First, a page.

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seen Nov 3 at 18:48

Oct
22
comment Is it possible to make a graph eulerian by adding exactly one node?
This lemma and Michaels answer helped me out!
Oct
22
comment Is it possible to make a graph eulerian by adding exactly one node?
The handshaking lemma and your edit gave me a good clue to solve this. Thanks!
Oct
22
comment Is it possible to make a graph eulerian by adding exactly one node?
I am sorry, then I have translated it wrong. I have to work with a cycle - editing it now!
Oct
22
comment Is it possible to make a graph eulerian by adding exactly one node?
I know that a connected graph has an Eulerian path iff all vertices have even degree. I even proved that yesterday, isn't that contradicting with your mentioned property?
Oct
22
comment Find the remainder of $128^{1000}/153$.
@Rain: One can add LaTeX code between dollar signs. If you know how to write LaTeX code you will profit here ;)
Oct
20
comment Relation of (un)bounded (in)finite sets and $\min$/$\max$
(1) As mentioned in fgp's answer I will reuse your idea. Quite easy, when being reminded of this fact with $1/n$. (2) I like $A=\{1\}$ more, but yeah quite complex what I did there. (3) I'm sorry, but I didn't really get everything you wanted to explain. fgp's description was more intuitive on the first look. (4) Ok :)
Oct
20
comment Relation of (un)bounded (in)finite sets and $\min$/$\max$
(1) I do not want to use injective maps as proof though I like your idea. However I will use Brians general approach with $\forall x\in\mathbb R,x>0:\exists n\in\mathbb N:0<1/n<x$. (2) My approach is waaaaay to complex :D (3) Good idea going through all elements and comparing them with a finite number of operations. I will reuse this one. (4) Thanks, however my idea was really easy and nothing special.
Oct
19
comment Prove equivalence of conditions for a tree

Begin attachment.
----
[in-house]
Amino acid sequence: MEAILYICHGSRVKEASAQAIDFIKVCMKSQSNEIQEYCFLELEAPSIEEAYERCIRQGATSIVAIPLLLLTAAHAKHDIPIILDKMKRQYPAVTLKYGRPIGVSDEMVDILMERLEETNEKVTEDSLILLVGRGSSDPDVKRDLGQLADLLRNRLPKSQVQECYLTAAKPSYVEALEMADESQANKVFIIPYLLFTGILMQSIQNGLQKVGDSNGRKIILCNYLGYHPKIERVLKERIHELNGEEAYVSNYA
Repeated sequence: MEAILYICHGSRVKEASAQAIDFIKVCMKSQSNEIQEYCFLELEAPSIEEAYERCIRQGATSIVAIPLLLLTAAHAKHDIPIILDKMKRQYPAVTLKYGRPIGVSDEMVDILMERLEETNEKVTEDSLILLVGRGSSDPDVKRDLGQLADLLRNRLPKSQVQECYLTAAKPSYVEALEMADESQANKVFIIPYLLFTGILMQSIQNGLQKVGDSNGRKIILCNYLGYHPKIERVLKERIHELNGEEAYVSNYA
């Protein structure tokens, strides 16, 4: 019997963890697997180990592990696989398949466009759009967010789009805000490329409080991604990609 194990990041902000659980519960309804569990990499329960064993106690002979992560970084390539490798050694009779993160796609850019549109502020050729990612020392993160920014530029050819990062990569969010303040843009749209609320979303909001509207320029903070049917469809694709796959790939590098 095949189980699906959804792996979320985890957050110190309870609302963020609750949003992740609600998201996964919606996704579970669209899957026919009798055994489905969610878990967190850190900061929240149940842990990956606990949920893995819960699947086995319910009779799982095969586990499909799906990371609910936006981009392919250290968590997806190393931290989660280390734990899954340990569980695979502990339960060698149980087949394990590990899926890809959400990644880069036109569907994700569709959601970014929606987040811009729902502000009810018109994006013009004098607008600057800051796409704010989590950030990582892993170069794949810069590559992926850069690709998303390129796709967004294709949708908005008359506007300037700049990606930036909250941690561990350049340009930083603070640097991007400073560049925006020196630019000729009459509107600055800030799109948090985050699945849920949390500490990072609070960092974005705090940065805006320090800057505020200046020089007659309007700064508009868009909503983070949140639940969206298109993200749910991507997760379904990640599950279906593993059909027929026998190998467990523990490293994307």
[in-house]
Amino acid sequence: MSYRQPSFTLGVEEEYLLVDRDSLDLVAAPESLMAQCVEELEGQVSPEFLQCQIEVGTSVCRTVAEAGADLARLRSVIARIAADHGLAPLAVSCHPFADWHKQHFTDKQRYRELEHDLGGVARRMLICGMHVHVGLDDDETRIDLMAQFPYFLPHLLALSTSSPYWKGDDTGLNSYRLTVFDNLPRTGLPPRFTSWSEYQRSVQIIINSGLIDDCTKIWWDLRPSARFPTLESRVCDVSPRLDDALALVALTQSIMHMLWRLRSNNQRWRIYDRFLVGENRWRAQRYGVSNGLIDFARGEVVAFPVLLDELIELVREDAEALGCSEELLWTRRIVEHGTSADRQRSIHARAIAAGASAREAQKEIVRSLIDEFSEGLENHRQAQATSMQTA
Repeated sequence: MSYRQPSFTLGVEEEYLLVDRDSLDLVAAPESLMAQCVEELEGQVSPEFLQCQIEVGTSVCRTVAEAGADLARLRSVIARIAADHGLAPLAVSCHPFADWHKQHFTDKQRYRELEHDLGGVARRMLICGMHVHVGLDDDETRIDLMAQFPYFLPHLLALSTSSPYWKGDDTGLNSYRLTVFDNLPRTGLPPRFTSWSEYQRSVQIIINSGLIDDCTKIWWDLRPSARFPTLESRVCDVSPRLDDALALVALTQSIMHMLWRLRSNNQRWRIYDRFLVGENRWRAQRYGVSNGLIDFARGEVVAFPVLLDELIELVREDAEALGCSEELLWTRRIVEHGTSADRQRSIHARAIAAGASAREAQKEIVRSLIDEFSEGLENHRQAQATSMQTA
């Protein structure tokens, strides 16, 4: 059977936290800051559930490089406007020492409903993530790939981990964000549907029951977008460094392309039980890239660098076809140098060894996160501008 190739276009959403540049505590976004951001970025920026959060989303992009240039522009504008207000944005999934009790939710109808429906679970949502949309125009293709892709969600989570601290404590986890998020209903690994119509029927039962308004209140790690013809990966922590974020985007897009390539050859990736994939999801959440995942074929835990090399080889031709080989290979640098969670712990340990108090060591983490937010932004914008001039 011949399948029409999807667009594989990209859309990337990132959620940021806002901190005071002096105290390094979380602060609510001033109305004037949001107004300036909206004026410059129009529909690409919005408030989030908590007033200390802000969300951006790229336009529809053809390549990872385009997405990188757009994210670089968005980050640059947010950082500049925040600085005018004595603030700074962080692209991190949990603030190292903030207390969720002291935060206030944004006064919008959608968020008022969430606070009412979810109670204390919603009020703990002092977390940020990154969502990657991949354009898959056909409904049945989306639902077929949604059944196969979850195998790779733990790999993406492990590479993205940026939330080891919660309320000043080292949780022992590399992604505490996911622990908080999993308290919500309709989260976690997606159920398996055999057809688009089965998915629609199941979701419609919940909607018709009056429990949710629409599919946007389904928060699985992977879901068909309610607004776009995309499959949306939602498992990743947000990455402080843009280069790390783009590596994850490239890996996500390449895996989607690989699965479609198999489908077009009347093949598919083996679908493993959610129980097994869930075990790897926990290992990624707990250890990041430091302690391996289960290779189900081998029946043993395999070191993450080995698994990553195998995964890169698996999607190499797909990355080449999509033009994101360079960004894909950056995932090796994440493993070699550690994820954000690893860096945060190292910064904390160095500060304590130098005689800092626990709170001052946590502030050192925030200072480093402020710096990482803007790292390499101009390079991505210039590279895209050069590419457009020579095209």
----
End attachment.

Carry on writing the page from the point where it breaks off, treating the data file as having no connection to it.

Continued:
Ok I will keep that in mind. Thanks for now.
Oct
19
comment Prove equivalence of conditions for a tree
I did work out extensions for both arguments based on your hints. Does the current version suffice now?
Oct
19
comment Graph Theory, complements of isomorphic graphs are isomorphic
What have you tried?
Sep
4
comment 3rd roots of unity as eigenvectors
Thanks for your efforts - just because of this I will accept your answer as it is now complete with both descriptions!
Sep
4
comment 3rd roots of unity as eigenvectors
I tried it now a few times and fail though I do use your suggested relations. My current matrix looks like $((1,0,0)^T,(1+\zeta^2,1,0)^T,(0,1+\zeta^2,-2\zeta-\zeta^2)^T)$. I assume that the rank should be 2 and therefore at least my last line is wrong :/
Sep
4
comment 3rd roots of unity as eigenvectors
I got used to write $z$ and $\lambda$ for the variable of my characteristic polynomials so I just didn't change anything to be at least consistent with my notation, thanks for the hint though :)
Sep
4
comment 3rd roots of unity as eigenvectors
I am trying to solve it with the general approach as we both mentioned but I get horrible results - is there any way I could persuade you to show me how to use the kernel approach in this particular case?
Aug
23
comment Dimensions of symmetric and skew-symmetric matrices
@RijulSaini: Thanks, but enzotib's answer seems to be easier to understand!
Aug
23
comment Dimensions of symmetric and skew-symmetric matrices
But this is no explanation why the symmetric matrices have the specified $\dim$.
Aug
23
comment Dimensions of symmetric and skew-symmetric matrices
I did edit it - thanks for the reminder!
Jul
7
comment Maximum-likelihood estimation for continuous random variable with unknown parameter
Now it looks comprehensible. Thanks for reviewing this.
Jul
7
comment Maximum-likelihood estimation for continuous random variable with unknown parameter
Sorry, but in the first equation I still cannot see why the $x_j$ from $(2\lambda x_j)$ disappeared (assuming your $\chi$ is my $\textbf 1_A(x)$). I still get a $\left(\prod\limits_{j=1}^nx_j\right)$ term left to be multiplied with the rest.
Jul
7
comment Maximum-likelihood estimation for continuous random variable with unknown parameter
Did i miss something? I thought that $\|x\|=\sqrt{\sum\limits_{j=1}^nx_j^2}$.